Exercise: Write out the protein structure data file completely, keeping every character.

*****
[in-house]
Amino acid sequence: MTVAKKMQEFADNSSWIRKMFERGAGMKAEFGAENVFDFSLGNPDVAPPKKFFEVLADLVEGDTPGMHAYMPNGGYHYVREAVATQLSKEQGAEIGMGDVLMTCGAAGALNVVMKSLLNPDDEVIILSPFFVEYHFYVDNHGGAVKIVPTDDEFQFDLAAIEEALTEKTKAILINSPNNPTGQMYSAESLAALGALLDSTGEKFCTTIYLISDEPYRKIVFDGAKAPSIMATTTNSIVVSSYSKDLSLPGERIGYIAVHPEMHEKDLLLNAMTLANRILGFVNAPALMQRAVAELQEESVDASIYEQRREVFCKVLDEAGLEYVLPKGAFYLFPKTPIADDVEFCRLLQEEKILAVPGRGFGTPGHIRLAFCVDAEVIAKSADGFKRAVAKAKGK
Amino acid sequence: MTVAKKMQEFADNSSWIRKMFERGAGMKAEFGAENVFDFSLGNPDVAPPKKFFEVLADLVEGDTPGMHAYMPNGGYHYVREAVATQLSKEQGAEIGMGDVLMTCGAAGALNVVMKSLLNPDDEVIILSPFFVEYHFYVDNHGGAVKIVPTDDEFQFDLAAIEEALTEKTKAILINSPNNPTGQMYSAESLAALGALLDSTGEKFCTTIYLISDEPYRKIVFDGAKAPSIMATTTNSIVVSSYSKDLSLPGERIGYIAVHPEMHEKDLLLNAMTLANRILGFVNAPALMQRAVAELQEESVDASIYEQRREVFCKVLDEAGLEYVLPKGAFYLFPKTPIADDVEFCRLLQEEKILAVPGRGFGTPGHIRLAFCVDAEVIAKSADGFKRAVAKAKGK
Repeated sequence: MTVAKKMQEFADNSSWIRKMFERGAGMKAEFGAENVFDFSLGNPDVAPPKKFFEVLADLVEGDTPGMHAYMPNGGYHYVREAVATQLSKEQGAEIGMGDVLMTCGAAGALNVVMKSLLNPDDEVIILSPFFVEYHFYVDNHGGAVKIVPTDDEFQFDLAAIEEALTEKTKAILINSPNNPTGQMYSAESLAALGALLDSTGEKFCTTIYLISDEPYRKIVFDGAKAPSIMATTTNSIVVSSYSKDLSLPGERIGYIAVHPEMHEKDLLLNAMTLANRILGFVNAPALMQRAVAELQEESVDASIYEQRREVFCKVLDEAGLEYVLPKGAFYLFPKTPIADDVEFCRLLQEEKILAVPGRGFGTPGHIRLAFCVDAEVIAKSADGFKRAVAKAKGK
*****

[in-house]
Amino acid sequence: MTVAKKMQEFADNSSWIRKMFERGAGMKAEFGAENVFDFSLGNPDVAPPKKFFEVLADLVEGDTPGMHAYMPNGGYHYVREAVATQLSKEQGAEIGMGDVLMTCGAAGALNVVMKSLLNPDDEVIILSPFFVEYHFYVDNHGGAVKIVPTDDEFQFDLAAIEEALTEKTKAILINSPNNPTGQMYSAESLAALGALLDSTGEKFCTTIYLISDEPYRKIVFDGAKAPSIMATTTNSIVVSSYSKDLSLPGERIGYIAVHPEMHEKDLLLNAMTLANRILGFVNAPALMQRAVAELQEESVDASIYEQRREVFCKVLDEAGLEYVLPKGAFYLFPKTPIADDVEFCRLLQEEKILAVPGRGFGTPGHIRLAFCVDAEVIAKSADGFKRAVAKAKGK
Amino acid sequence: MTVAKKMQEFADNSSWIRKMFERGAGMKAEFGAENVFDFSLGNPDVAPPKKFFEVLADLVEGDTPGMHAYMPNGGYHYVREAVATQLSKEQGAEIGMGDVLMTCGAAGALNVVMKSLLNPDDEVIILSPFFVEYHFYVDNHGGAVKIVPTDDEFQFDLAAIEEALTEKTKAILINSPNNPTGQMYSAESLAALGALLDSTGEKFCTTIYLISDEPYRKIVFDGAKAPSIMATTTNSIVVSSYSKDLSLPGERIGYIAVHPEMHEKDLLLNAMTLANRILGFVNAPALMQRAVAELQEESVDASIYEQRREVFCKVLDEAGLEYVLPKGAFYLFPKTPIADDVEFCRLLQEEKILAVPGRGFGTPGHIRLAFCVDAEVIAKSADGFKRAVAKAKGK
Repeated sequence: MTVAKKMQEFADNSSWIRKMFERGAGMKAEFGAENVFDFSLGNPDVAPPKKFFEVLADLVEGDTPGMHAYMPNGGYHYVREAVATQLSKEQGAEIGMGDVLMTCGAAGALNVVMKSLLNPDDEVIILSPFFVEYHFYVDNHGGAVKIVPTDDEFQFDLAAIEEALTEKTKAILINSPNNPTGQMYSAESLAALGALLDSTGEKFCTTIYLISDEPYRKIVFDGAKAPSIMATTTNSIVVSSYSKDLSLPGERIGYIAVHPEMHEKDLLLNAMTLANRILGFVNAPALMQRAVAELQEESVDASIYEQRREVFCKVLDEAGLEYVLPKGAFYLFPKTPIADDVEFCRLLQEEKILAVPGRGFGTPGHIRLAFCVDAEVIAKSADGFKRAVAKAKGK